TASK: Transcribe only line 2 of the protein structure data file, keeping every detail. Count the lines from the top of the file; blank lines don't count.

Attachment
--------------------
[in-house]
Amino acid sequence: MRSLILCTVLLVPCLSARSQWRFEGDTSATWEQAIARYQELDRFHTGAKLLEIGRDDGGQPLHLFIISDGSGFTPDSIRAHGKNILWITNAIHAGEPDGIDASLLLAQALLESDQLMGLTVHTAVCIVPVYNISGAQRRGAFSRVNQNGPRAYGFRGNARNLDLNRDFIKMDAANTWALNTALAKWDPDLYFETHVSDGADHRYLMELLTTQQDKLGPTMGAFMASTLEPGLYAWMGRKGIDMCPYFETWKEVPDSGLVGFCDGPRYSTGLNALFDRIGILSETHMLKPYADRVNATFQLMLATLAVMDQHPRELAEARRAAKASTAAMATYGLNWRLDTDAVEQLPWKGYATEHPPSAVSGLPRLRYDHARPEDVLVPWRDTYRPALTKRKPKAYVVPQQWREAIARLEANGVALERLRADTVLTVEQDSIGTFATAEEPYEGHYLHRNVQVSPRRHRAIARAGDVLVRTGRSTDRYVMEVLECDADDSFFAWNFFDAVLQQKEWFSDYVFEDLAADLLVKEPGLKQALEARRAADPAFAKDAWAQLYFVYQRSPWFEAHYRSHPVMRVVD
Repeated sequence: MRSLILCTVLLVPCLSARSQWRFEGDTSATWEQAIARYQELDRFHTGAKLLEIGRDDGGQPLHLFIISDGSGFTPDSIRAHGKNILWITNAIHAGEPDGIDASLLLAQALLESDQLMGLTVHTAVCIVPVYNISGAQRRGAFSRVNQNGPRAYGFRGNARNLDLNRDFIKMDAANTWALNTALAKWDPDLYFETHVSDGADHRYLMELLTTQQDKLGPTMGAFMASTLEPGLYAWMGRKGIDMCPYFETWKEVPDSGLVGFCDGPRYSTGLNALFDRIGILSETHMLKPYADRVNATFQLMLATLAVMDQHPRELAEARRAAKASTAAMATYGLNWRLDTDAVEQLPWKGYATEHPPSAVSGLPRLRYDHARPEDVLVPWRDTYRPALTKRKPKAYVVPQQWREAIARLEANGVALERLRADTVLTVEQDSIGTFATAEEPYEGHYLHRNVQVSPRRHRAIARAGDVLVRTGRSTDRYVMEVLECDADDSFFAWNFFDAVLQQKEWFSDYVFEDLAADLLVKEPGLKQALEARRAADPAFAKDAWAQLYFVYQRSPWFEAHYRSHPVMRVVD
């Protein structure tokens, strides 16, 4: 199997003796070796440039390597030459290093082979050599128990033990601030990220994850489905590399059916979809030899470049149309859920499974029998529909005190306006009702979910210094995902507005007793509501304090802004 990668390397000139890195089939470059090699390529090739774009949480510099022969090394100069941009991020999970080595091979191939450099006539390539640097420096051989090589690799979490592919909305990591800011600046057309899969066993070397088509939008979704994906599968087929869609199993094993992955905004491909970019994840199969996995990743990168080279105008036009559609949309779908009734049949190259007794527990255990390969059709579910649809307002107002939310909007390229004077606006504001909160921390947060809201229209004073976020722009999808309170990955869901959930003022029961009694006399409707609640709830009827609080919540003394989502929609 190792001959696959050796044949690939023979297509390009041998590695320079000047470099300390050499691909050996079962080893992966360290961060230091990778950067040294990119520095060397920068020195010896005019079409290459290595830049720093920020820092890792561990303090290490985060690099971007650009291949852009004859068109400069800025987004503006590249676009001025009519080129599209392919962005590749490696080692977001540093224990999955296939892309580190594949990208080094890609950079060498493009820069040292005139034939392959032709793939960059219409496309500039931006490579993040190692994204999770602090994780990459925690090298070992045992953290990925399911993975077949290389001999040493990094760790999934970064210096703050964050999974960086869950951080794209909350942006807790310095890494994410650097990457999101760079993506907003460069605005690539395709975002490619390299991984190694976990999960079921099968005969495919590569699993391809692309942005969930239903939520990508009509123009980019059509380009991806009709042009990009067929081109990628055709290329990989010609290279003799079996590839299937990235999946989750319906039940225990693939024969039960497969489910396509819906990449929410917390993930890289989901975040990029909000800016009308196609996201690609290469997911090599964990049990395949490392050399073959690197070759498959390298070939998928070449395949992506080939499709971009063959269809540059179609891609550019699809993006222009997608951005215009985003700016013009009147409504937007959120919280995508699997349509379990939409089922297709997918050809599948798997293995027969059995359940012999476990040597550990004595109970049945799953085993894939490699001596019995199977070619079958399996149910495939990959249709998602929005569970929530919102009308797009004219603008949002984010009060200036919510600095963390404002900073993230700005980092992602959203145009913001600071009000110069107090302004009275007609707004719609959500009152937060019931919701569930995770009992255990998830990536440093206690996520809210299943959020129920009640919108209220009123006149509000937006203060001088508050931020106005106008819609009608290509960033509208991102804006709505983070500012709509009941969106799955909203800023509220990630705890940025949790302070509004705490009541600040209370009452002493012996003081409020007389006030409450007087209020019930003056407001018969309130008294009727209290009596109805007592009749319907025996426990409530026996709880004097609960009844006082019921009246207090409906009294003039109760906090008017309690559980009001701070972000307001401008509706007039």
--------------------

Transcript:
Amino acid sequence: MRSLILCTVLLVPCLSARSQWRFEGDTSATWEQAIARYQELDRFHTGAKLLEIGRDDGGQPLHLFIISDGSGFTPDSIRAHGKNILWITNAIHAGEPDGIDASLLLAQALLESDQLMGLTVHTAVCIVPVYNISGAQRRGAFSRVNQNGPRAYGFRGNARNLDLNRDFIKMDAANTWALNTALAKWDPDLYFETHVSDGADHRYLMELLTTQQDKLGPTMGAFMASTLEPGLYAWMGRKGIDMCPYFETWKEVPDSGLVGFCDGPRYSTGLNALFDRIGILSETHMLKPYADRVNATFQLMLATLAVMDQHPRELAEARRAAKASTAAMATYGLNWRLDTDAVEQLPWKGYATEHPPSAVSGLPRLRYDHARPEDVLVPWRDTYRPALTKRKPKAYVVPQQWREAIARLEANGVALERLRADTVLTVEQDSIGTFATAEEPYEGHYLHRNVQVSPRRHRAIARAGDVLVRTGRSTDRYVMEVLECDADDSFFAWNFFDAVLQQKEWFSDYVFEDLAADLLVKEPGLKQALEARRAADPAFAKDAWAQLYFVYQRSPWFEAHYRSHPVMRVVD